It was 22 years ago when I began working with WCPI radio producer Bill Zechman to hold political forums for the public.
The open forums are a great way for local residents to learn a little about the people who are on the ballot seeking election. The candidates talk, answer a few questions, and everyone goes home happy.
During one of our very early collaborations, I had the not-so-wise idea that those in attendance should be granted the privilege of asking the candidates one question. It is, after all, a democracy. Why should I sit at a table and ask all the questions? Let's give everyone a chance!
That was my logic at least. To make a long story short, it took all of one person walking to the microphone for me to realize this was an absolutely awful idea. The guy was nice enough for sure, but he rambled on about largely nothing, talked a little about his parents, never did ask a question, and sat down after wasting about five minutes of everyone's time.
That was just the first guy.
So that was a longer story than I intended, but I did want to hammer home the fact I fully understand the challenges of turning over the floor to anybody during a government meeting or public gathering. There must be rules in place to prevent local residents from babbling endlessly in front of a board. I get it.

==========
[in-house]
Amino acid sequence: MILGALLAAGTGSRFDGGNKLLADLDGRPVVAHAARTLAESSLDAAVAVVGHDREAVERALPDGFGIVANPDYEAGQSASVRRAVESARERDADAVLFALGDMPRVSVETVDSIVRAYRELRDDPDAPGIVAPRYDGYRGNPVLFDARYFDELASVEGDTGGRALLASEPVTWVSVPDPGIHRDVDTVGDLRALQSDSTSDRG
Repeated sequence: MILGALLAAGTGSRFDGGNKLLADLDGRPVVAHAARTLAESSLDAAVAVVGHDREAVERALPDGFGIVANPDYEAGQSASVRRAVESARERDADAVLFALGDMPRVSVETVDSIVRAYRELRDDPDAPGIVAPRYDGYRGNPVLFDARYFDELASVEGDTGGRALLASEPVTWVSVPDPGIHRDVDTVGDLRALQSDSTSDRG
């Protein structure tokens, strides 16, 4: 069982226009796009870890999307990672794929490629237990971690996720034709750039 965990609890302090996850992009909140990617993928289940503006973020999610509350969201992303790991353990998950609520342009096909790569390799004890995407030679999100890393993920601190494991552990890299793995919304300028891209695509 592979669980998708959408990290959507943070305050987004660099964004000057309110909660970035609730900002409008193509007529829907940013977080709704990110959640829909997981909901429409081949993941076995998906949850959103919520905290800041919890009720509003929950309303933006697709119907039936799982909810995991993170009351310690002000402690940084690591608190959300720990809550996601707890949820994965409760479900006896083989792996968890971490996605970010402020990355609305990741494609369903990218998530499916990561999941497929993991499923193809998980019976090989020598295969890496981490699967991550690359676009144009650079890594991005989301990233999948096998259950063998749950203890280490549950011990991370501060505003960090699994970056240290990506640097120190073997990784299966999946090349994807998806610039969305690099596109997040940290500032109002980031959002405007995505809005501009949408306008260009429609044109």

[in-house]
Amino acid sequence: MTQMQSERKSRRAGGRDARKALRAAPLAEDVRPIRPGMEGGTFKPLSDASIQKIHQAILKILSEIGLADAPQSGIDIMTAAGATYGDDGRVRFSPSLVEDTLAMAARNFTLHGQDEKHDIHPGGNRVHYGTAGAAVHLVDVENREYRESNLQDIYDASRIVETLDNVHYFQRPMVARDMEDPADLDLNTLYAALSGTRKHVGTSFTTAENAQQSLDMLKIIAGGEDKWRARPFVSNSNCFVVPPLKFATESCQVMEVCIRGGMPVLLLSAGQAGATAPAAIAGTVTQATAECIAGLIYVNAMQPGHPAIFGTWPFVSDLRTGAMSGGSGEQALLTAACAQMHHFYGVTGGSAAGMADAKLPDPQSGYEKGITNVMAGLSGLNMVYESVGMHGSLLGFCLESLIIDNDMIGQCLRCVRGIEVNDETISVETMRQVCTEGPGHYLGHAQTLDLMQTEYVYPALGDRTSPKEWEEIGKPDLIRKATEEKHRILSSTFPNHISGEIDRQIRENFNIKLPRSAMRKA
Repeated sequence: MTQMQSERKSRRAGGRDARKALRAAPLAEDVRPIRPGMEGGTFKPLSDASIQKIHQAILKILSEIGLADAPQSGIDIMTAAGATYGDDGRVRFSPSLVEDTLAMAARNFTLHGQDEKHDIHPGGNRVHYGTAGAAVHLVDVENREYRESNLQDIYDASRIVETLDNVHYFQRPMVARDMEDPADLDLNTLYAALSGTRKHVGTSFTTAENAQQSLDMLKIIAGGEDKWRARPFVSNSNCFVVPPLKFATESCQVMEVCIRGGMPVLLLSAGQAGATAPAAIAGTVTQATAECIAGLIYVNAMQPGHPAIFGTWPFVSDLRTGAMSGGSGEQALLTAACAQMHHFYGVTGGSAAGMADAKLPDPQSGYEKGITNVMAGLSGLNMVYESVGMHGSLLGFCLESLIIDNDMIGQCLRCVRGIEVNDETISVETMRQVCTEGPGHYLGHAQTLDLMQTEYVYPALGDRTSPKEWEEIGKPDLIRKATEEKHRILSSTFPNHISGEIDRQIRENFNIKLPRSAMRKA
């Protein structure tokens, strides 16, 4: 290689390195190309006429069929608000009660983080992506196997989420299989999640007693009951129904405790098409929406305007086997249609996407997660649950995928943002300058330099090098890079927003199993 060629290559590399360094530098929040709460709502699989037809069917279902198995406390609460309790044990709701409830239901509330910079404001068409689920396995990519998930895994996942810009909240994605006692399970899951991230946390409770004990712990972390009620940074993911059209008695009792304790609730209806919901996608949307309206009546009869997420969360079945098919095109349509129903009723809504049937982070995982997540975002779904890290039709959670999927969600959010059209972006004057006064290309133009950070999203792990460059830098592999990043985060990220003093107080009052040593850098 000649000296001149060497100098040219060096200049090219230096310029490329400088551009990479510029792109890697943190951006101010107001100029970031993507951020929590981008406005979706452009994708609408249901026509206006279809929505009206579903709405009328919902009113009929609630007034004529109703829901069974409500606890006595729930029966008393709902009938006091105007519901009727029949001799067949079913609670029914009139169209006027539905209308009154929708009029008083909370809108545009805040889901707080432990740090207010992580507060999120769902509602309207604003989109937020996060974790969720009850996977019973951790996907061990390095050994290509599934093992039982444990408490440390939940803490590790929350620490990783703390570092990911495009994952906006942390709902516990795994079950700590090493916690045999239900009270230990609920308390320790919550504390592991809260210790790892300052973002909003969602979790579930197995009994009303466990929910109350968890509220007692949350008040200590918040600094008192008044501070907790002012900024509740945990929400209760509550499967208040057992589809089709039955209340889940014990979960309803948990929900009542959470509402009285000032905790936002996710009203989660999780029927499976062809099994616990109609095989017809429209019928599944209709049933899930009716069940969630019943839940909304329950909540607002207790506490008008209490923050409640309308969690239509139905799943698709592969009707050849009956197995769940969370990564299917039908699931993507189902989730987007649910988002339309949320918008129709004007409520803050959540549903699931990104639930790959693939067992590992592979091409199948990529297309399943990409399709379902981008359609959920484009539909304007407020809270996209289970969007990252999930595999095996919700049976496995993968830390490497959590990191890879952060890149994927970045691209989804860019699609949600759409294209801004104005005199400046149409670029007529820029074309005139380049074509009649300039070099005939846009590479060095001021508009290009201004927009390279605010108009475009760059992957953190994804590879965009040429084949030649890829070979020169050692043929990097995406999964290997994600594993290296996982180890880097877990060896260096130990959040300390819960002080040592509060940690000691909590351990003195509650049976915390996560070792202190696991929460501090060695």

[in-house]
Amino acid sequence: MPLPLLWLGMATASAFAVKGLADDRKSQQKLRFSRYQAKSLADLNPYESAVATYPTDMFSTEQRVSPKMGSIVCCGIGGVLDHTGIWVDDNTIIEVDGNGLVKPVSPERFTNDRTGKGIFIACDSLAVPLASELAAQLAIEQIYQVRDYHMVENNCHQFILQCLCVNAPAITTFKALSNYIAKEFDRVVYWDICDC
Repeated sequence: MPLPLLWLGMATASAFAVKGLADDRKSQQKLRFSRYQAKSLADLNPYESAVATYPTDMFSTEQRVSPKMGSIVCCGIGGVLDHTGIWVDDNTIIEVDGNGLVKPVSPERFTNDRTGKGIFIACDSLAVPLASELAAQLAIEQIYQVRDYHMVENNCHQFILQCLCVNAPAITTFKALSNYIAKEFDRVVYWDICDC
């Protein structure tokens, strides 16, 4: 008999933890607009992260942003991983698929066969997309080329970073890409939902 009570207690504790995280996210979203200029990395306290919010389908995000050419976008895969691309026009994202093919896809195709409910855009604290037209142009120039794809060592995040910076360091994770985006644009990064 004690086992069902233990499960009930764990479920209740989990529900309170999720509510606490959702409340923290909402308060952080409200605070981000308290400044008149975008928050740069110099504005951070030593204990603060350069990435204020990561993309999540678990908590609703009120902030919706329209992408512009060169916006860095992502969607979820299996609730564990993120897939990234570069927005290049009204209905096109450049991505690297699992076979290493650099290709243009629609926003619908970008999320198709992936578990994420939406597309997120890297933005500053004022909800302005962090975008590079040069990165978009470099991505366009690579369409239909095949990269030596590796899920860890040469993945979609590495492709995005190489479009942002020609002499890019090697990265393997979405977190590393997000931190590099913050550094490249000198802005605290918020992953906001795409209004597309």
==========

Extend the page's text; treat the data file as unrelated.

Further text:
Thinking about Monday night's Warren County Commission meeting where a guy was asked to leave because his speech had gone over his time limit of two minutes, I don't think two minutes is enough.
It's bad enough you have to call at least 13 days before the meeting just to be put on the agenda. If you jump through that hoop, then all you get is two minutes. That's not much.
I realize everyone has a busy schedule and we could all be watching Netflix instead, but there are seldom any public comments made at county meetings. Sometimes there are several meetings in a row where there are no public comments. There are no residents with pressing concerns that need to be heard by county officials.
On the occasion when there is such a thing, and the person calls at least 13 days in advance, let's give them more than two minutes. How about four, or even six minutes?
I'm sure I'm not the only one who caught the irony that it was a military veteran who was escorted out of the room. A military veteran who fought for our right for free speech was being asked to go away after two minutes of talking.
This is not to say that I agree with what the military veteran and his two friends were saying to the Warren County Commission during their two minutes.
I don't subscribe to the theory of a stolen election. And their proposed solution, counting paper ballots, seems like it would make our elections very less secure in my mind.
The point is not whether I agree or disagree with what's being said. The point is that citizens should get a little more than two minutes to complete their thoughts when addressing the Warren County Commission.
Standard editor James Clark can be reached at 473-2191.